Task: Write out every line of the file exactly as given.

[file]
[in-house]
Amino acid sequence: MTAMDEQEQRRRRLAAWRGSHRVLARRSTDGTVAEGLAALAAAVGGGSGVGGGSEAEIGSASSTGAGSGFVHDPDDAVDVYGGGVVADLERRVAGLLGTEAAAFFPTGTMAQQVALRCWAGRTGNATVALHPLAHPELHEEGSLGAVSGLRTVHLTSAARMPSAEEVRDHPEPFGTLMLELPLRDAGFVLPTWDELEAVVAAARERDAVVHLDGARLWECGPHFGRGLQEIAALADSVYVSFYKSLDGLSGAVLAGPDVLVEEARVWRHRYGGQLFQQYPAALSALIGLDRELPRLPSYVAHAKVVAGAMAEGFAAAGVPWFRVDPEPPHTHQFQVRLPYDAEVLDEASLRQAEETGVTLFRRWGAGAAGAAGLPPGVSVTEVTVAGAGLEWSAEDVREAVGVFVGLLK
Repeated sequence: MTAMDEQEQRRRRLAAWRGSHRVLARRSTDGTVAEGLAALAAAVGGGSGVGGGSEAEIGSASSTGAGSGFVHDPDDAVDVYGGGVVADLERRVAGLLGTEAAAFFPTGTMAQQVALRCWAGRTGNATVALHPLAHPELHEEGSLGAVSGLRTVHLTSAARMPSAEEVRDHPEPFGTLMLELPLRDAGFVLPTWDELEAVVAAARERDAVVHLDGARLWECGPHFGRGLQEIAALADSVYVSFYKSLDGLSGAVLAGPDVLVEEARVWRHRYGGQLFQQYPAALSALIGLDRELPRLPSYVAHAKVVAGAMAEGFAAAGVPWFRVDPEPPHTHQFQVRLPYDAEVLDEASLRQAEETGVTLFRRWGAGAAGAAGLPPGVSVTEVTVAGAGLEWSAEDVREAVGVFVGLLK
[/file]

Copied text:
[in-house]
Amino acid sequence: MTAMDEQEQRRRRLAAWRGSHRVLARRSTDGTVAEGLAALAAAVGGGSGVGGGSEAEIGSASSTGAGSGFVHDPDDAVDVYGGGVVADLERRVAGLLGTEAAAFFPTGTMAQQVALRCWAGRTGNATVALHPLAHPELHEEGSLGAVSGLRTVHLTSAARMPSAEEVRDHPEPFGTLMLELPLRDAGFVLPTWDELEAVVAAARERDAVVHLDGARLWECGPHFGRGLQEIAALADSVYVSFYKSLDGLSGAVLAGPDVLVEEARVWRHRYGGQLFQQYPAALSALIGLDRELPRLPSYVAHAKVVAGAMAEGFAAAGVPWFRVDPEPPHTHQFQVRLPYDAEVLDEASLRQAEETGVTLFRRWGAGAAGAAGLPPGVSVTEVTVAGAGLEWSAEDVREAVGVFVGLLK
Repeated sequence: MTAMDEQEQRRRRLAAWRGSHRVLARRSTDGTVAEGLAALAAAVGGGSGVGGGSEAEIGSASSTGAGSGFVHDPDDAVDVYGGGVVADLERRVAGLLGTEAAAFFPTGTMAQQVALRCWAGRTGNATVALHPLAHPELHEEGSLGAVSGLRTVHLTSAARMPSAEEVRDHPEPFGTLMLELPLRDAGFVLPTWDELEAVVAAARERDAVVHLDGARLWECGPHFGRGLQEIAALADSVYVSFYKSLDGLSGAVLAGPDVLVEEARVWRHRYGGQLFQQYPAALSALIGLDRELPRLPSYVAHAKVVAGAMAEGFAAAGVPWFRVDPEPPHTHQFQVRLPYDAEVLDEASLRQAEETGVTLFRRWGAGAAGAAGLPPGVSVTEVTVAGAGLEWSAEDVREAVGVFVGLLK